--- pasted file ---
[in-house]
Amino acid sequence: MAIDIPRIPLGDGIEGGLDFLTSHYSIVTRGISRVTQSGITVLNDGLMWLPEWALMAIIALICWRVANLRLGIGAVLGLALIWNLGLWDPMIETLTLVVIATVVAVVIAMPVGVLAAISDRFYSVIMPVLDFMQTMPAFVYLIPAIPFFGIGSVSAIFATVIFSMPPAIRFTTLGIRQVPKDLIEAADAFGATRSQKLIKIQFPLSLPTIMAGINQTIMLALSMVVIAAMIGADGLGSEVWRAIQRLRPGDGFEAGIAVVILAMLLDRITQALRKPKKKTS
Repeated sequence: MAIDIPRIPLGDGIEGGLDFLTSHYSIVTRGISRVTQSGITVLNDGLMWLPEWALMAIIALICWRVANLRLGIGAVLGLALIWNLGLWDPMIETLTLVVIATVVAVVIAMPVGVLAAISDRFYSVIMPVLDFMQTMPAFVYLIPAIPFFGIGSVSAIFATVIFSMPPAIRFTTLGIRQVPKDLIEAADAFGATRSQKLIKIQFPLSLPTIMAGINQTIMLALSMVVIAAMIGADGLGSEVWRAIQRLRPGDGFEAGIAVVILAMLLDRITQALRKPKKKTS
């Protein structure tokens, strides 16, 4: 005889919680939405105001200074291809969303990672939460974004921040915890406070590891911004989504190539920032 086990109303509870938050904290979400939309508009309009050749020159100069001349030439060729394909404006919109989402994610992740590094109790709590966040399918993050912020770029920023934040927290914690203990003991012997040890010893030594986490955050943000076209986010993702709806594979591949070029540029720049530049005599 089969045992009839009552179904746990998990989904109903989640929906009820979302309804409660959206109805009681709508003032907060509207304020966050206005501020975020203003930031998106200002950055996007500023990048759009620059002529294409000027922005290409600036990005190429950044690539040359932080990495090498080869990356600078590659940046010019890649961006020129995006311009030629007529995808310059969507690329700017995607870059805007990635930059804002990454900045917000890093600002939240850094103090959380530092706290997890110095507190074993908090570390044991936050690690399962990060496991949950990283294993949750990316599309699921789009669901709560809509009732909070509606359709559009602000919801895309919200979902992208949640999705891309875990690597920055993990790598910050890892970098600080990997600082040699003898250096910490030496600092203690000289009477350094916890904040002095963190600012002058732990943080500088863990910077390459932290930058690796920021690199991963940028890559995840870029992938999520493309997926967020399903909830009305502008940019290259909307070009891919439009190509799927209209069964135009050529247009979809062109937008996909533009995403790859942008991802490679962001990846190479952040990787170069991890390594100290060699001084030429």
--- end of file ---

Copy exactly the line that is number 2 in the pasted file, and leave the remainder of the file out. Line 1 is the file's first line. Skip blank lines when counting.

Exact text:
Amino acid sequence: MAIDIPRIPLGDGIEGGLDFLTSHYSIVTRGISRVTQSGITVLNDGLMWLPEWALMAIIALICWRVANLRLGIGAVLGLALIWNLGLWDPMIETLTLVVIATVVAVVIAMPVGVLAAISDRFYSVIMPVLDFMQTMPAFVYLIPAIPFFGIGSVSAIFATVIFSMPPAIRFTTLGIRQVPKDLIEAADAFGATRSQKLIKIQFPLSLPTIMAGINQTIMLALSMVVIAAMIGADGLGSEVWRAIQRLRPGDGFEAGIAVVILAMLLDRITQALRKPKKKTS